Mothers’ Day weekend was chilly. In fact, it was downright cold on Sunday. Especially after a gorgeous lead-up, with sun and warmth and sun… And blossoms. Lots of blossoms. Every year we head to the lilac garden in Niagara Falls. It’s one of my favourite places to spend time, and it is beautiful for such a short time each year. Thankfully it was nice enough on Saturday to head out and take in the sights and amazing scents that the garden offers.
A special treat
I’m sure I’ve said before that I’m not a huge ice cream fan. I don’t mind it, but often the store bought stuff leaves me wanting. Especially since we’re limited to products that are peanut-free. But I like homemade ice cream. And I had a large jar of local honey that begged to be used in place of white sugar. It was too cold and windy to grill a nice steak dinner, but I could treat myself to a jazzed up ice cream. Having a base recipe like this is great, because it allows me to play around with something that I already know is tasty. I can change the sweetener (to white or brown or dark brown sugar, maple syrup, coconut sugar or maybe even molasses), add an extract, infuse a flavour into the cream, stir in yummy ingredients or swirl in a nice sauce.
Honey Ice Cream
I added in some finely chopped unsweetened chocolate (but please, use at least bittersweet – I thought unsweetened would balance the sweetness of the caramel swirl that I added, but it just left bitter bits packed in my molars). The chocolate sauce helped.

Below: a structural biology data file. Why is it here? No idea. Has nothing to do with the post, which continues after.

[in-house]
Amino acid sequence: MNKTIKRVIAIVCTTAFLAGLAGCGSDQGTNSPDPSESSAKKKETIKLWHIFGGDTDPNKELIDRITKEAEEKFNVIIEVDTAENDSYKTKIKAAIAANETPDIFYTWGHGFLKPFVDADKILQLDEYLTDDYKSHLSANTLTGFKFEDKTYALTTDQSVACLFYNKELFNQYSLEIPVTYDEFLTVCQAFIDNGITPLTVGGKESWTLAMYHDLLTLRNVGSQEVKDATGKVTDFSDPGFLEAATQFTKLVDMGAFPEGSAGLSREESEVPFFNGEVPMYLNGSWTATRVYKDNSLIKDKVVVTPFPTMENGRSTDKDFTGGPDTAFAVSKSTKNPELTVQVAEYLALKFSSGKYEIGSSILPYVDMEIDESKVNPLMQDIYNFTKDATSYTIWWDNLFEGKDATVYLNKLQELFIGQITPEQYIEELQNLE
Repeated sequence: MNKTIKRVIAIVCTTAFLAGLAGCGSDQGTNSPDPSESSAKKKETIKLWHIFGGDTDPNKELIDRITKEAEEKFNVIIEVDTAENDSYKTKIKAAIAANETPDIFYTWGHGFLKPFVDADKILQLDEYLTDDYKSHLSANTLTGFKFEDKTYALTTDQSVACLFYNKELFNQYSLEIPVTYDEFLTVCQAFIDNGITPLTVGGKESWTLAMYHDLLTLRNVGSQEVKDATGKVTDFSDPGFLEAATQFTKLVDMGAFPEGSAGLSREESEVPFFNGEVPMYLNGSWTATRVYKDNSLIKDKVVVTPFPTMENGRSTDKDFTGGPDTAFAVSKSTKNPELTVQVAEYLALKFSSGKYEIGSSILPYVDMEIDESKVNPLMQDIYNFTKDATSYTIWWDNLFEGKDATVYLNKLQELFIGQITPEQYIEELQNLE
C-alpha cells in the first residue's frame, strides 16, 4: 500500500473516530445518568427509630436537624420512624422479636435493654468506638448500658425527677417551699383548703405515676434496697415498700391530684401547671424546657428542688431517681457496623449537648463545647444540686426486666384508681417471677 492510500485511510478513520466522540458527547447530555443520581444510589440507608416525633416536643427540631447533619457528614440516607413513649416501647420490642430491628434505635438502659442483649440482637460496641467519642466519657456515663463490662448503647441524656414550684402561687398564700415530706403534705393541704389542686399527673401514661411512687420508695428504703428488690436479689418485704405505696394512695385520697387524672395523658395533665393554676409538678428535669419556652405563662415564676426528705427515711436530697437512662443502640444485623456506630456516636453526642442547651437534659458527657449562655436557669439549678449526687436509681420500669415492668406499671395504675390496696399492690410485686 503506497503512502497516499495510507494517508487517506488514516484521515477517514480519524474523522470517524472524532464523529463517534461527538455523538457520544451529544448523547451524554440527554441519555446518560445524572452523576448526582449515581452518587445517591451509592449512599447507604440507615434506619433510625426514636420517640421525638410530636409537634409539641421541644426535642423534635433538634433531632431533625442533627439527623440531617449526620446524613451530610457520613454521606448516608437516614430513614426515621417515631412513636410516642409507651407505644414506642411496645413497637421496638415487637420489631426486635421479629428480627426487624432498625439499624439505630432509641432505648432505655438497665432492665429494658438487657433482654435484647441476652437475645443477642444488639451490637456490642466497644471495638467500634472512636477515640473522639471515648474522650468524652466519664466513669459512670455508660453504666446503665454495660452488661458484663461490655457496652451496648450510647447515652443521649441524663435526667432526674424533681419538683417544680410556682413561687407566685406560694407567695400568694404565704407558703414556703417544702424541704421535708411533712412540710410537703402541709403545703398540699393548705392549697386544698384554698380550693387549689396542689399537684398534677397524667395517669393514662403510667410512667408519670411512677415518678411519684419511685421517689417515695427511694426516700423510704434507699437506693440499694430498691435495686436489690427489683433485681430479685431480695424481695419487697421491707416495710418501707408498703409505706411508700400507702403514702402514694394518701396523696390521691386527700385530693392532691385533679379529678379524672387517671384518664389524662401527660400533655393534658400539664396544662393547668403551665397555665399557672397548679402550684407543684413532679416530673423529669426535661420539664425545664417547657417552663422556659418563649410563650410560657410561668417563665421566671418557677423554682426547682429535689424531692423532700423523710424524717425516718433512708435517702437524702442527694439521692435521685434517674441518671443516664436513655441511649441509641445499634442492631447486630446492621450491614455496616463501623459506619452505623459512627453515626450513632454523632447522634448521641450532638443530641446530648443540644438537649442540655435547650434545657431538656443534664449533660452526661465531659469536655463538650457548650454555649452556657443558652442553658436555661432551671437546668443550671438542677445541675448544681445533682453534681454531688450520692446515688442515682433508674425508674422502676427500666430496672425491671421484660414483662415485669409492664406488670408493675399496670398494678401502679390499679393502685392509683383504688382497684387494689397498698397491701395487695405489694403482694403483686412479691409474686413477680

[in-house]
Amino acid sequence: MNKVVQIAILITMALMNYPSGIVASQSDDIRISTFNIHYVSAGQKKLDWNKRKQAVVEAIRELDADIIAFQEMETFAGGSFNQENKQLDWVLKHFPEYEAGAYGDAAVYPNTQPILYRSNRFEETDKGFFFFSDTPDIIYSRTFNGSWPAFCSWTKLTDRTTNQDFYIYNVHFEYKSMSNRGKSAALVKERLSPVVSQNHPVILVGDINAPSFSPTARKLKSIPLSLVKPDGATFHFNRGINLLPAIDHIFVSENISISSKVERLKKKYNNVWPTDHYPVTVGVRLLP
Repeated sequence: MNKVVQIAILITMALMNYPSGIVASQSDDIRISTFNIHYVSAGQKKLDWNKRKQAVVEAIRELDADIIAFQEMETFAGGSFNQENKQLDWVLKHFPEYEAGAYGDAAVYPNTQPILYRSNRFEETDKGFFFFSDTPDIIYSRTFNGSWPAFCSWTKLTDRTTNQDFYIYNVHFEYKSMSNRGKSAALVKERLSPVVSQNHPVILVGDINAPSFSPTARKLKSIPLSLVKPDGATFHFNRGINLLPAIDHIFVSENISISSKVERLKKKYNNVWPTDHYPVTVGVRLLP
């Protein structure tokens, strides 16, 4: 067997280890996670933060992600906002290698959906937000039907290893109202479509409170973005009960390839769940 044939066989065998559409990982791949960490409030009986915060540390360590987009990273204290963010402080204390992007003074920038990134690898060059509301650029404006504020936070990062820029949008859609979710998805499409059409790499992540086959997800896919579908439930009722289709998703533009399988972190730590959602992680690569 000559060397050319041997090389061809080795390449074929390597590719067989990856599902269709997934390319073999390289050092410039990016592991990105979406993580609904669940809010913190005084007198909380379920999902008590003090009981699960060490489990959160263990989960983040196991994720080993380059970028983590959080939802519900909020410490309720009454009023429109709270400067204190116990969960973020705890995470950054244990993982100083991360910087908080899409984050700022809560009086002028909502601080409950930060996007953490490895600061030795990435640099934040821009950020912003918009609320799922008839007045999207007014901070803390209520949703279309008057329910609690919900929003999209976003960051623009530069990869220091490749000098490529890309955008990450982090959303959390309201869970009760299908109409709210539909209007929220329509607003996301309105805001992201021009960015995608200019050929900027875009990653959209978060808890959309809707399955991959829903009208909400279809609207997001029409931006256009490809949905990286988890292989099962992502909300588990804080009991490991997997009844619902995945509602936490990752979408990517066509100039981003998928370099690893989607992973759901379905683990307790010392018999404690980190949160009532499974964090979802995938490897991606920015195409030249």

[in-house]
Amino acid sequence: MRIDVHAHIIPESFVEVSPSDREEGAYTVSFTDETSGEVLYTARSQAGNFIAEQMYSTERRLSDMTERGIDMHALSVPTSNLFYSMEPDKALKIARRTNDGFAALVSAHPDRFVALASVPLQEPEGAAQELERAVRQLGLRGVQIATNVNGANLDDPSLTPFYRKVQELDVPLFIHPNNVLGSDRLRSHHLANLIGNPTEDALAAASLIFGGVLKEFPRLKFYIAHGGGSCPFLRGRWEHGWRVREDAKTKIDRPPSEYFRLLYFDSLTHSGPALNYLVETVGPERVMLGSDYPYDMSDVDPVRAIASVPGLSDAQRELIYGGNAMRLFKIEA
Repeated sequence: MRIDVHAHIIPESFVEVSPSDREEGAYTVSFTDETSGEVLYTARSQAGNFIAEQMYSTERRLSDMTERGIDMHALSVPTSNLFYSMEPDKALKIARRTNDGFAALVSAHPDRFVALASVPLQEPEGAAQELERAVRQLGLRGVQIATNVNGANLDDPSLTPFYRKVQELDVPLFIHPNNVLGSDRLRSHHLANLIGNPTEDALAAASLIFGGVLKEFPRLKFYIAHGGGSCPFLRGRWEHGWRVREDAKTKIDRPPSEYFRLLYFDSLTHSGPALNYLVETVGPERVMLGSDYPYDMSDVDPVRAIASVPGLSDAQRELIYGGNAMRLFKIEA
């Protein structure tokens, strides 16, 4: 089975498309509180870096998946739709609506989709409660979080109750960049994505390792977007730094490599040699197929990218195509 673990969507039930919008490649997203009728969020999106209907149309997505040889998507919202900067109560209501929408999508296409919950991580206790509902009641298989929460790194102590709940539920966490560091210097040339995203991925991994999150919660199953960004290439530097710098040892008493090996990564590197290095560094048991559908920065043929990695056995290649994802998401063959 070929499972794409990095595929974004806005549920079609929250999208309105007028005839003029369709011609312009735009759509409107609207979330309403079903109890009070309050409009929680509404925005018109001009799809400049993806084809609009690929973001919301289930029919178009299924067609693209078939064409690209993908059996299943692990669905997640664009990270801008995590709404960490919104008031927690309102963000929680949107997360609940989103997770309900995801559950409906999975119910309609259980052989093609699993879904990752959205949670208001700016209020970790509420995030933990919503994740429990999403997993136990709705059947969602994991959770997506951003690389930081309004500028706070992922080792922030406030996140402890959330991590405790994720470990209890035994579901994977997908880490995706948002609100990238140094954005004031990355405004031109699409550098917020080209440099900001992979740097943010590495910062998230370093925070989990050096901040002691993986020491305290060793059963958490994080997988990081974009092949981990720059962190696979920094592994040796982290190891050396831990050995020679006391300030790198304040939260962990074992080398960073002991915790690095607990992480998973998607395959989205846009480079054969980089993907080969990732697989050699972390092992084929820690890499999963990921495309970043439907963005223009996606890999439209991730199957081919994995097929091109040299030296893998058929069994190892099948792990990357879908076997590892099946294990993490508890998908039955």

4 large egg yolks
2/3 cup pure honey
1/8 teaspoon Kosher salt
2 tablespoons coconut oil (optional)
1 cup heavy cream
2 cups half-and-half
flavouring (vanilla, almond, mint, etc) – optional
Whisk together the egg yolks, honey and salt in medium bowl; set aside. In a medium saucepan, bring the coconut oil (if using), heavy cream and half-and-half to a full simmer*. Remove from heat.
Slowly whisk 1 cup of the simmering cream mix to the egg-honey mixture. This is called tempering, and it prevents the eggs from getting too hot too fast and scrambling. Then return the egg and cream mixture to the pot.
Bring the mixture to a simmer over medium-low heat, stirring constantly until the custard gets thick enough to coat a spoon, ensuring that it doesn’t boil. Remove from heat and add any flavouring that you may be using. Adding the extract at the end prevents excessive evaporation of flavour. Use less mint or almond than you would vanilla (which I used).
Strain the custard through a fine strainer, to catch any egg bits that may have coagulated. I forgot, and it was fine. This time. Cover the top with plastic wrap and refrigerate until cold (at least 3 hours and up to 1 day).
Freeze the mixture in an ice cream maker according to manufacturer’s directions. At this point, you can add things. Soft ingredients, like fruit, should be added about half way through freezing and chunky ingredients, like nuts and chocolate get added during the last 2 to 5 minutes.
Transfer to a bowl or tub, add any desired swirls and and freeze until firm—at least 3 hours and up to 3 days.
*If you want to infuse the mixture with a flavour, like whole vanilla beans or tea leaves (Chai, Earl Grey, etc), add them now and leave the mixture to steep for a couple of hours in the fridge before straining and bringing back to a simmer and proceeding.
The recipe for the chocolate sauce that I poured over the top can be found here.